They are collectively termed as cancer related cognitive impairments. They're very understudied. We don't really know exactly what causes them. Why some patients experience them and some don't. But the statistics show that as high as 75% of cancer patients, especially the ones who receive chemotherapy, tend to report these symptoms. And they are reported during treatment and they often last long after treatment is complete.

So some of the patients who are survivors may actually be living with these symptoms for a long, long time. So I was interested in trying to bring exercise into this picture. And to test whether exercising can help introduction of these impairments that are reported. And we know that exercise can help in improving memory attention cognitive processing for aging, for older adults. So can we apply the same model for specific populations such as cancer survivors who perhaps could benefit more as they're going through the treatment and through the disease process.

VINCE LARA: Now you have another study coming up. "The Stay Fit" study is what it's called. And it starts November 20--

NEHA GOTHE: January 27th.

VINCE LARA: Oh, January 27th is when it starts. OK, so you have that. What do you plan on studying next? I mean, assuming that no research line ever closes, obviously, but what do you hope to study next?

NEHA GOTHE: Yeah I would definitely like to extend the project with cancer survivors. I've have gotten some really great feedback from our projects. We have had about 51 participants who have completed the studies so far. And for January we have another 20 to 25 participants who are in the works. A lot of them have asked for something more sustainable over time. They are willing to sign up for these research studies which are very structured. Our project is about well weeks. But they often report at the end of the project that once the study ends, they are going to go back to their normal, usual, inactive lifestyles. And they are interested in how I could help them to keep up active lifestyles. And how I could help them keep up they're physically active routine even after a structured study ends.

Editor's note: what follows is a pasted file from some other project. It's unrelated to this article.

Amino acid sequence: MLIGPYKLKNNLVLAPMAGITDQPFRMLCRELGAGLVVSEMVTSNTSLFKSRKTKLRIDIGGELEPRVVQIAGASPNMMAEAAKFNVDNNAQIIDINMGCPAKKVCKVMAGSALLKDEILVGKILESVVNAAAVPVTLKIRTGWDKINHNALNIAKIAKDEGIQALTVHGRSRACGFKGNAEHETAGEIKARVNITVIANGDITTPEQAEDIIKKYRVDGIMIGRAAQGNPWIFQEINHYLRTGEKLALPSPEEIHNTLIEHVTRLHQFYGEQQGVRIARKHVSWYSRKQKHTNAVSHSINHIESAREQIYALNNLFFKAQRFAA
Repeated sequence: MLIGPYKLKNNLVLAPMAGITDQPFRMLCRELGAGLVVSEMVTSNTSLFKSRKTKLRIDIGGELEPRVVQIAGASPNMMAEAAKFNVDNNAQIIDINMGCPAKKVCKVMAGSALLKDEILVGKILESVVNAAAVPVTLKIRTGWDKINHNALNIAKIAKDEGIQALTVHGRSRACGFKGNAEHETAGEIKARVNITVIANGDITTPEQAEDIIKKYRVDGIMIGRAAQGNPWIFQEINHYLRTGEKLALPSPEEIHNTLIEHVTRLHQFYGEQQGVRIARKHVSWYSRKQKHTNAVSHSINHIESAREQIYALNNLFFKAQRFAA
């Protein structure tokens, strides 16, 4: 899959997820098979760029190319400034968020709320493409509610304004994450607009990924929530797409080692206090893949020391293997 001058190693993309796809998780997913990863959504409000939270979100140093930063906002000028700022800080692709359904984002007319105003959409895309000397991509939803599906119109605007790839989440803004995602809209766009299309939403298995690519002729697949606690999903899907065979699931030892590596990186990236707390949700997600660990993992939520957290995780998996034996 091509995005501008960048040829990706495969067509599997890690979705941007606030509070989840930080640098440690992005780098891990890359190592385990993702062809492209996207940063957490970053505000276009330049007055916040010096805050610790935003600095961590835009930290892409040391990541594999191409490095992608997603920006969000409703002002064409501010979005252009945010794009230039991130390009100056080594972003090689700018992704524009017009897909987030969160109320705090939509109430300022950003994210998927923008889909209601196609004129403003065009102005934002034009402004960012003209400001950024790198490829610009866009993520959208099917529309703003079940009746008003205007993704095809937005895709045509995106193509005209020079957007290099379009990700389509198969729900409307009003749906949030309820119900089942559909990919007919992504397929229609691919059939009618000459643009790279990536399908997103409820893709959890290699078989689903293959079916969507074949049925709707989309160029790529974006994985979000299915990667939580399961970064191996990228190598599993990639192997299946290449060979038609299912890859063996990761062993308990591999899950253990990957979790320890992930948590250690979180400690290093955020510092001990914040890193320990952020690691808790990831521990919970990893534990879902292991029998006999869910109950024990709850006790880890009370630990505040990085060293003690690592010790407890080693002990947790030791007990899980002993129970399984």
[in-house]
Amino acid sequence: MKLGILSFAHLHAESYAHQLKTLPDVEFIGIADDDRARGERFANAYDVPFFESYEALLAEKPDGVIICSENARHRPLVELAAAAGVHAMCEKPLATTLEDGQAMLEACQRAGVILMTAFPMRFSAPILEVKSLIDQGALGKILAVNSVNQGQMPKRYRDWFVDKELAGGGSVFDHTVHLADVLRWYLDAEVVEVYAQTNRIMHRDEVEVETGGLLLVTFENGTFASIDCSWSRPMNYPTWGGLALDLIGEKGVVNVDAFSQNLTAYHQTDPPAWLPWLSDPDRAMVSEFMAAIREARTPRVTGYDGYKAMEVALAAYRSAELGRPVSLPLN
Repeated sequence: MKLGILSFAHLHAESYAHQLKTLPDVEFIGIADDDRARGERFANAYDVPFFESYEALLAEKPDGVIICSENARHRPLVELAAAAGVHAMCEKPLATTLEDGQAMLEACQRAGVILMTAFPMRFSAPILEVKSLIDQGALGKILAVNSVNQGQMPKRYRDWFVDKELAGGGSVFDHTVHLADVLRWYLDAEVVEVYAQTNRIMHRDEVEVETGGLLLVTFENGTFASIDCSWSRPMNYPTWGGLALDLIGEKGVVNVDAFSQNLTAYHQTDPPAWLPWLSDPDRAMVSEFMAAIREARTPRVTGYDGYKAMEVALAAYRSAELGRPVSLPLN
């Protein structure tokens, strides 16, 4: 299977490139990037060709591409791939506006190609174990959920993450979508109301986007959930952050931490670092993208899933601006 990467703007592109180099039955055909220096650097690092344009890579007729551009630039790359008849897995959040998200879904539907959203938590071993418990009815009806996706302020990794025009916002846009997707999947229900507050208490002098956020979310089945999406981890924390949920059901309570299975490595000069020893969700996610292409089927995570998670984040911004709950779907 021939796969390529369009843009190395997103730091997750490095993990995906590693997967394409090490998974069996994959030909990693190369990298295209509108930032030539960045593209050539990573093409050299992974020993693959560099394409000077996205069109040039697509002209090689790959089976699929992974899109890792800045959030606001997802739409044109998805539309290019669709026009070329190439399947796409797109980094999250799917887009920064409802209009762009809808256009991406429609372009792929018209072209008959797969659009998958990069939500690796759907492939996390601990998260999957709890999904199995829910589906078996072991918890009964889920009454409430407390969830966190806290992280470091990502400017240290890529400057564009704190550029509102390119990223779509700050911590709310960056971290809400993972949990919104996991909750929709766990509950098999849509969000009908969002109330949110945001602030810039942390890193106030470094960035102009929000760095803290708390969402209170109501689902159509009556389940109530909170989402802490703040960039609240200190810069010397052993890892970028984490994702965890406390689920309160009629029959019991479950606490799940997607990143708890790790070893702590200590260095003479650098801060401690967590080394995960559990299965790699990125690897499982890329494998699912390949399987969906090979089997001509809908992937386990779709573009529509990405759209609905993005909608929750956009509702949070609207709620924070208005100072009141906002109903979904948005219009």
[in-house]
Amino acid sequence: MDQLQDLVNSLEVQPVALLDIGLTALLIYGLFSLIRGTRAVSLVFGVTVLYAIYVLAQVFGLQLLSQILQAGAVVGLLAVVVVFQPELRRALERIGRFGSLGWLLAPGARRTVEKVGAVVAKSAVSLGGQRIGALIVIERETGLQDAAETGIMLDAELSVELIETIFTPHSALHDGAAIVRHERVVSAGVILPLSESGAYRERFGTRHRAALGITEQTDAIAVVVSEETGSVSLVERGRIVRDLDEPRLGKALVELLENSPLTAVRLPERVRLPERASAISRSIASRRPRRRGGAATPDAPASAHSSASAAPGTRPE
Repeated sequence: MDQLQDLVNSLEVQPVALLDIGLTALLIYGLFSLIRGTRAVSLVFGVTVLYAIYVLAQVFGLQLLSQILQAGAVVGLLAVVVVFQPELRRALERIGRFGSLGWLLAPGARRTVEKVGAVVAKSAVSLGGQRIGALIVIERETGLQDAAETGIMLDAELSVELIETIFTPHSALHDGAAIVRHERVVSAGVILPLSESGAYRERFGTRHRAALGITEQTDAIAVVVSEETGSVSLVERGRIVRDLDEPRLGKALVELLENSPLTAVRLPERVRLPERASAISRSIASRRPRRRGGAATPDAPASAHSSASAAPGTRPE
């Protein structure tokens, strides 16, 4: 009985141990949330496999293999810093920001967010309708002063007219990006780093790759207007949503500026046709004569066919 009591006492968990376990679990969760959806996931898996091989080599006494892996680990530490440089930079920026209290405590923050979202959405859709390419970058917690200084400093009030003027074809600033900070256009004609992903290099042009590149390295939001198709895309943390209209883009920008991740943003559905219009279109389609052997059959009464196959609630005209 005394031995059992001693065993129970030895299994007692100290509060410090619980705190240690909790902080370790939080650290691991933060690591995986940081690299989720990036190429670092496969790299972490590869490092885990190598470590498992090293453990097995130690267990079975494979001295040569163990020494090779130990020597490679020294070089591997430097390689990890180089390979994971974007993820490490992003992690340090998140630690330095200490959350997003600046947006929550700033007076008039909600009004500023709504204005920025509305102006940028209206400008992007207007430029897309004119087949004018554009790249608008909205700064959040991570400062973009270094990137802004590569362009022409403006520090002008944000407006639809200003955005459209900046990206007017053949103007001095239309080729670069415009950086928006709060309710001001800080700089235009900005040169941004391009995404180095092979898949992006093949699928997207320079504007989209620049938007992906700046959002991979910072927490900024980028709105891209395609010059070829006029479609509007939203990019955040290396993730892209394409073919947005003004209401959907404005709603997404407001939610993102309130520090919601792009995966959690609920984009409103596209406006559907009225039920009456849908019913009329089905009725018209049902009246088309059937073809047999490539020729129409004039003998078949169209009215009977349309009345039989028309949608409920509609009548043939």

So I'm trying to look into projects that could perhaps look at exercise maintenance over time. And how those projects could be designed creatively so we as a research lab can offer kind of evidence based black farm to design and help the participants to a minimal degree as possible. And really empower them to make the decisions and incorporate physically active lifestyle into their day to day activities. So that is one of the projects I'm looking forward to.

Another study that is currently under review with the NIH, is looking at a long term yoga intervention for aging adults. So it's kind of looking at that aspect about cognitive aging. And it includes some MRI outcomes. So looking at some objective magnetic resonance imaging based brain volume, brain matter, outcomes. To see whether yoga as compared with aerobic exercise could perhaps have unique effects on the brain. And this is in collaboration with the Beckman Institute on campus. And I'll hear about that from the NIH sometime next month. So if that works the way it's planned, that will be one of our next projects here and the exercise psychology lab.

VINCE LARA: My thanks to Neha Gothe. This has been "A Few Minutes With."